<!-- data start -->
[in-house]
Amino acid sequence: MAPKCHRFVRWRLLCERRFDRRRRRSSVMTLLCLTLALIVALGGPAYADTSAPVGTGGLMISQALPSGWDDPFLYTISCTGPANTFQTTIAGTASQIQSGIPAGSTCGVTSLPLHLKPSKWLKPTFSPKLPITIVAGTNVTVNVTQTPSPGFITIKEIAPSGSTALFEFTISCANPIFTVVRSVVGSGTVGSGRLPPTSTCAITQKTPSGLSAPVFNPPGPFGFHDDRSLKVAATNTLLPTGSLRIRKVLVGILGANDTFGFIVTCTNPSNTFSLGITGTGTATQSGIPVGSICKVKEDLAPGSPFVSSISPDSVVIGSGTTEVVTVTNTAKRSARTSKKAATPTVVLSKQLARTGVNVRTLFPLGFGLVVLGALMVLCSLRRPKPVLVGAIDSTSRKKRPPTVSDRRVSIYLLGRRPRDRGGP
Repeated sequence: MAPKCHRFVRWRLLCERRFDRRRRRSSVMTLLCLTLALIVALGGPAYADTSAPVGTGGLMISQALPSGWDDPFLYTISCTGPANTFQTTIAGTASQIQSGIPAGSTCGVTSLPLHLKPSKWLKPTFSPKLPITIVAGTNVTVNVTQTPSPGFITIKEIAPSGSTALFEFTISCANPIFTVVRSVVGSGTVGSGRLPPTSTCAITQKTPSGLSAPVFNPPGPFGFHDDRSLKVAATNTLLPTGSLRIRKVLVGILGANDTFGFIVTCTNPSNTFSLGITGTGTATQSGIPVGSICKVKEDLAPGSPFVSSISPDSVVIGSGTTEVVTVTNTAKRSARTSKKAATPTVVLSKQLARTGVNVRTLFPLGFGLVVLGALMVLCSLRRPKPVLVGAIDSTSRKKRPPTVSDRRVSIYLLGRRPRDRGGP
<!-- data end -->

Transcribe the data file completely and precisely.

[in-house]
Amino acid sequence: MAPKCHRFVRWRLLCERRFDRRRRRSSVMTLLCLTLALIVALGGPAYADTSAPVGTGGLMISQALPSGWDDPFLYTISCTGPANTFQTTIAGTASQIQSGIPAGSTCGVTSLPLHLKPSKWLKPTFSPKLPITIVAGTNVTVNVTQTPSPGFITIKEIAPSGSTALFEFTISCANPIFTVVRSVVGSGTVGSGRLPPTSTCAITQKTPSGLSAPVFNPPGPFGFHDDRSLKVAATNTLLPTGSLRIRKVLVGILGANDTFGFIVTCTNPSNTFSLGITGTGTATQSGIPVGSICKVKEDLAPGSPFVSSISPDSVVIGSGTTEVVTVTNTAKRSARTSKKAATPTVVLSKQLARTGVNVRTLFPLGFGLVVLGALMVLCSLRRPKPVLVGAIDSTSRKKRPPTVSDRRVSIYLLGRRPRDRGGP
Repeated sequence: MAPKCHRFVRWRLLCERRFDRRRRRSSVMTLLCLTLALIVALGGPAYADTSAPVGTGGLMISQALPSGWDDPFLYTISCTGPANTFQTTIAGTASQIQSGIPAGSTCGVTSLPLHLKPSKWLKPTFSPKLPITIVAGTNVTVNVTQTPSPGFITIKEIAPSGSTALFEFTISCANPIFTVVRSVVGSGTVGSGRLPPTSTCAITQKTPSGLSAPVFNPPGPFGFHDDRSLKVAATNTLLPTGSLRIRKVLVGILGANDTFGFIVTCTNPSNTFSLGITGTGTATQSGIPVGSICKVKEDLAPGSPFVSSISPDSVVIGSGTTEVVTVTNTAKRSARTSKKAATPTVVLSKQLARTGVNVRTLFPLGFGLVVLGALMVLCSLRRPKPVLVGAIDSTSRKKRPPTVSDRRVSIYLLGRRPRDRGGP